A still from British filmmaker Chris Morris’s comedy ‘Four Lions.’
Writer/director Chris Morris answered some questions with his Four Lions team about his hot-button film set to premiere on Saturday, January 23, at the Sundance Film Festival.
Q: How did the film come about?
Morris: I was reading about a plot to ram a U.S. warship. In the dead of night with the target moored just offshore, the cell assembled at the quayside, slipped their boat into the water and stacked it with explosives. It sank. I laughed. I wasn’t expecting that. You know, the Hamburg cell was lead by Mohamed Atta—but did you know he was so strict that the other plotters called him “The Ayatollah”? That every time he formed an Islamic discussion group he was so critical he fired them all within a week?
The unfathomable world of extremism seemed to contain elements of farce. Cases in the high court and meetings with Muslims only confirmed the impression. People go to training camps in the wrong clothes, forget how to make bombs, fight with each other and then fight again over who just won the fight, volunteer for the mujahedeen and get told to go home and “do the knitting.”
They talk about who’s cooler—bin Laden or Johnny Depp? The more I looked, the more reality played against type. Then the penny dropped. A cell of terrorists is a bunch of blokes. A small group of fired-up lads planning cosmic war from a bedsit—not a bad pressure cooker for jokes.
Q: What interested you about the subject matter and why did you want to make it?
Morris: Well, the subject matter is turning a massive global wheel at the moment. How could you not be interested? Once you’ve had your preconceptions flipped, and discovered it can be funny too, how could you not make a film about it?
Q: How much of the film is based on real events and situations you discovered through your research? Are there any scenes which are actual recreations?
Morris: No actual re-creations—though sometimes it was tempting. Sometimes reality was almost too ridiculous. Like the jihadi who disguised himself as someone from MI5 to try and trick his parents into letting him go to Pakistan. I heard a surveillance recording of two suspects in the middle of the night.
These guys have had 600 kilos of fertilizer in a lock-up for two months. The 17-year-old wakes up the 20-year-old and says, “Brother, that fertilizer’s not for gardening, is it?” Moments like that can work as a starting point. They give you a clue about the set-up of the group – who keeps what from whom, who’s on the ball and who’s not.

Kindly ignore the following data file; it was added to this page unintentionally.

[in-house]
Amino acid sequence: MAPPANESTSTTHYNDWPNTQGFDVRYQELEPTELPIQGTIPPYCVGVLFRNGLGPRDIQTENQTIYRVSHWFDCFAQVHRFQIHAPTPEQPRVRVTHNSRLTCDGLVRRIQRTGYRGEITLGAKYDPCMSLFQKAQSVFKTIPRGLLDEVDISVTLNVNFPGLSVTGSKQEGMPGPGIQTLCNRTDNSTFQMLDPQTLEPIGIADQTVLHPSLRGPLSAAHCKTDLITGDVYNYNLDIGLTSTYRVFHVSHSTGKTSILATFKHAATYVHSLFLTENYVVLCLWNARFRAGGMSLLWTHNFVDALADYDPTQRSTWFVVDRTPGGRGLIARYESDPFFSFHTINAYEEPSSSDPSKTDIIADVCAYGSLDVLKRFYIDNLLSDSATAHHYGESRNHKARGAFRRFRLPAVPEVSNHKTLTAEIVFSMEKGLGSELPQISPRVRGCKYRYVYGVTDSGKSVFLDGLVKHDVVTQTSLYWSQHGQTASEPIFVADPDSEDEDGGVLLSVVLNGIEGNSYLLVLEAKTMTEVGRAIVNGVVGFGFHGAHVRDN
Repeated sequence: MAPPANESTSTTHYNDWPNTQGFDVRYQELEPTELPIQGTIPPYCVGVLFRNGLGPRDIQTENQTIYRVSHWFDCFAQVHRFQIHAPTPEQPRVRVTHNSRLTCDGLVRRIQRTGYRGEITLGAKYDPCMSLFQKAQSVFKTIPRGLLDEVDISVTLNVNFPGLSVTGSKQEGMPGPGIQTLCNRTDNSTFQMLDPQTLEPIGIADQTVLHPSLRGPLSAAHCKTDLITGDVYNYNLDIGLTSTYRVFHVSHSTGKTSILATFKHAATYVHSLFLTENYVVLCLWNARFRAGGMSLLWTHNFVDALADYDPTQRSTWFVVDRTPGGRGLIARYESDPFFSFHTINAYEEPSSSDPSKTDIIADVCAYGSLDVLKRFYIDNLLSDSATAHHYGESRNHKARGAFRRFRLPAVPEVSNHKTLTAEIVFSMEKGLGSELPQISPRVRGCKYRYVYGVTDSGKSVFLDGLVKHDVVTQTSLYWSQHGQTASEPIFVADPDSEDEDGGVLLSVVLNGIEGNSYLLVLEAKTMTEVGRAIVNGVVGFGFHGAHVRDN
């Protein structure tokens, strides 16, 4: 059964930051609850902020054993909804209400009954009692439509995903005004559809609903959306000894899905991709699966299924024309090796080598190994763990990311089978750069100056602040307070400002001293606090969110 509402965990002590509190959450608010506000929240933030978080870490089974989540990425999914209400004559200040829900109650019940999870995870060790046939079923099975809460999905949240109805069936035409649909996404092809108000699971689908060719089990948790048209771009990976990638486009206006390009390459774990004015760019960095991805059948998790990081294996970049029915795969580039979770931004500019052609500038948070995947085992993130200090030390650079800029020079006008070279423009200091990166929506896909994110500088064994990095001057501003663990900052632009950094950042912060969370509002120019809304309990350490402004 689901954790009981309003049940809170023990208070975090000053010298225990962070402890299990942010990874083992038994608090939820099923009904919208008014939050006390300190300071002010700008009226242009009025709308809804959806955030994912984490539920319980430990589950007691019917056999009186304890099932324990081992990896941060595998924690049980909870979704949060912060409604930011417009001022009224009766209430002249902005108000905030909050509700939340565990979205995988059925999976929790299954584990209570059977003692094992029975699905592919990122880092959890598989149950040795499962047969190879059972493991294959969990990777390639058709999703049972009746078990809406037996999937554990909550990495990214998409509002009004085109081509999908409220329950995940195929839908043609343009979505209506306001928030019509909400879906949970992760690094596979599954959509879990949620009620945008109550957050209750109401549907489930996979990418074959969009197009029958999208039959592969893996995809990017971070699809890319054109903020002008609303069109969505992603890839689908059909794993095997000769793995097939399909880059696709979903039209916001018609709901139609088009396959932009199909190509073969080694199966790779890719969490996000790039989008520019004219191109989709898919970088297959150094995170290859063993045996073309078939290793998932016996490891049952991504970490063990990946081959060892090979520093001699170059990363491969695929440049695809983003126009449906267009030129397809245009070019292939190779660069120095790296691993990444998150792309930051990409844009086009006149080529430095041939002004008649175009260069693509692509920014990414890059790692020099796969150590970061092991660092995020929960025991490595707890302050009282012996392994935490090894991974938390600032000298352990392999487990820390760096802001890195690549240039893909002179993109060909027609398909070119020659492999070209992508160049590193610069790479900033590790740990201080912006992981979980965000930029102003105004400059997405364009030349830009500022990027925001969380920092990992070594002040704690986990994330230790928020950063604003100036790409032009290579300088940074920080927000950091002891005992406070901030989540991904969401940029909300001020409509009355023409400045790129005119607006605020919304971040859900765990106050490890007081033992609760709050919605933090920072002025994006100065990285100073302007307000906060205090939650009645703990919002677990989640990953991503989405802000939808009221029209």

Q: Did you have any advisors attached to the film?
Morris: A crew is always a committee of advisers—design, photography, etc.—and our crew was superb. But if you mean a specific “cultural adviser” on the team, then no. Often, a production will have a rather bolted-on “cultural adviser.” I figured if I didn’t know something, I’d better go and find out the answer firsthand. And for that, I needed help from all sorts of people.
As a result, I built up a network of friends and contacts with different specialties and they helped introduce me to ex fighters, secret services, etc. So we ended up with a network of absolutely essential guides. The most indefatigable of them became permanent members of the crew—and worked as producers—helping out with every aspect of production. The film simply wouldn’t have been possible without them.
Q: Did you have any difficulties raising the finance to make the film and get a producing partner on board? Did you make any concessions?
Morris: Considering how much it’s influencing the world at the moment, people know incredibly little about this subject. When it came to funding, a lot of people were unable to think beyond their jumpy gut reaction. The people who ended up funding the film were those who could spot the difference between what we were doing and the desire to cause trouble. They could see the film was not racist, was not attacking a culture, but may just be suggesting that killing people is not a good idea. So we made no concessions. Anyone who wanted to “change the ending” got very short shrift.
Q: Do you think people will feel you are trying to shock and offend? Might they feel you are mocking Islamic beliefs?
Morris: Only if they haven’t seen the film. You might use shock to mock overblown public attitudes to things that don’t matter. But terrorism does matter. We’re trying to make you laugh, to entertain, to surprise—to move, even. You don’t have to mock Islamic beliefs to make a joke out of someone who wants to run the world under sharia law but can’t apply it in his own home because his wife won’t let him.
About someone buying bomb-making materials and then forgetting how to make a bomb. About someone performing elaborate “anti-surveillance” techniques, including running in circles and wearing a cowboy hat, in full sight of two surveillance teams. Or indeed about an intelligence officer setting up a surveillance station in the boot of a car—which is then jacked by joyriders.